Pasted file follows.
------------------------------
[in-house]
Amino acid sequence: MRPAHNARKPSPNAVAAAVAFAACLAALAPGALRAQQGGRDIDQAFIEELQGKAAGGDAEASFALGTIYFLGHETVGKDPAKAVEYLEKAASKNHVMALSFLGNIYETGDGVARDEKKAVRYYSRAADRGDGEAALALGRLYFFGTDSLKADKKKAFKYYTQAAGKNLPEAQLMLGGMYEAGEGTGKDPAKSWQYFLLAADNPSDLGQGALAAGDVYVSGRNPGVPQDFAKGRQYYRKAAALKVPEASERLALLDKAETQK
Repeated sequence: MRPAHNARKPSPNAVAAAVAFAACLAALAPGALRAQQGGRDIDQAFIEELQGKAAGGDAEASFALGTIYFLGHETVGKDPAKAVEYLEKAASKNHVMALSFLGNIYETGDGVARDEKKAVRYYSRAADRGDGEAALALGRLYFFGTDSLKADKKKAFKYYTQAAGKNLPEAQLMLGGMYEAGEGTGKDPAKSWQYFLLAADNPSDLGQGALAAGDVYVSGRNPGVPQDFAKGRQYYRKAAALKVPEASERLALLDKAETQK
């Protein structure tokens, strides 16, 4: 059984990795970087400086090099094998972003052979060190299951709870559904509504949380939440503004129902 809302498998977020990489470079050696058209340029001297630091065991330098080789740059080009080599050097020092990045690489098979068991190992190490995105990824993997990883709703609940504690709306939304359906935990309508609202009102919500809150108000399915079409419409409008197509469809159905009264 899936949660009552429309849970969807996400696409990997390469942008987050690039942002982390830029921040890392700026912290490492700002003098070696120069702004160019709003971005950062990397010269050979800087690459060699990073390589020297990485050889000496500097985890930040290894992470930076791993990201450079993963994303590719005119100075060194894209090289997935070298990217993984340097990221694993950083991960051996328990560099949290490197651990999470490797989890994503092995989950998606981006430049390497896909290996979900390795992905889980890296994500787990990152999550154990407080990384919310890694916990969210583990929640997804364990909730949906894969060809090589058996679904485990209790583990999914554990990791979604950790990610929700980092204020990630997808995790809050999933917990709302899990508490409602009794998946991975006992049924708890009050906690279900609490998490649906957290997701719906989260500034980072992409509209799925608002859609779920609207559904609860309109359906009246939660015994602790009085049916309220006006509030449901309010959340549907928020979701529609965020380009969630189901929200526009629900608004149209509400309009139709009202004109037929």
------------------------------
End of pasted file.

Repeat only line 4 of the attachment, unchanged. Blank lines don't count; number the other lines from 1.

């Protein structure tokens, strides 16, 4: 059984990795970087400086090099094998972003052979060190299951709870559904509504949380939440503004129902 809302498998977020990489470079050696058209340029001297630091065991330098080789740059080009080599050097020092990045690489098979068991190992190490995105990824993997990883709703609940504690709306939304359906935990309508609202009102919500809150108000399915079409419409409008197509469809159905009264 899936949660009552429309849970969807996400696409990997390469942008987050690039942002982390830029921040890392700026912290490492700002003098070696120069702004160019709003971005950062990397010269050979800087690459060699990073390589020297990485050889000496500097985890930040290894992470930076791993990201450079993963994303590719005119100075060194894209090289997935070298990217993984340097990221694993950083991960051996328990560099949290490197651990999470490797989890994503092995989950998606981006430049390497896909290996979900390795992905889980890296994500787990990152999550154990407080990384919310890694916990969210583990929640997804364990909730949906894969060809090589058996679904485990209790583990999914554990990791979604950790990610929700980092204020990630997808995790809050999933917990709302899990508490409602009794998946991975006992049924708890009050906690279900609490998490649906957290997701719906989260500034980072992409509209799925608002859609779920609207559904609860309109359906009246939660015994602790009085049916309220006006509030449901309010959340549907928020979701529609965020380009969630189901929200526009629900608004149209509400309009139709009202004109037929």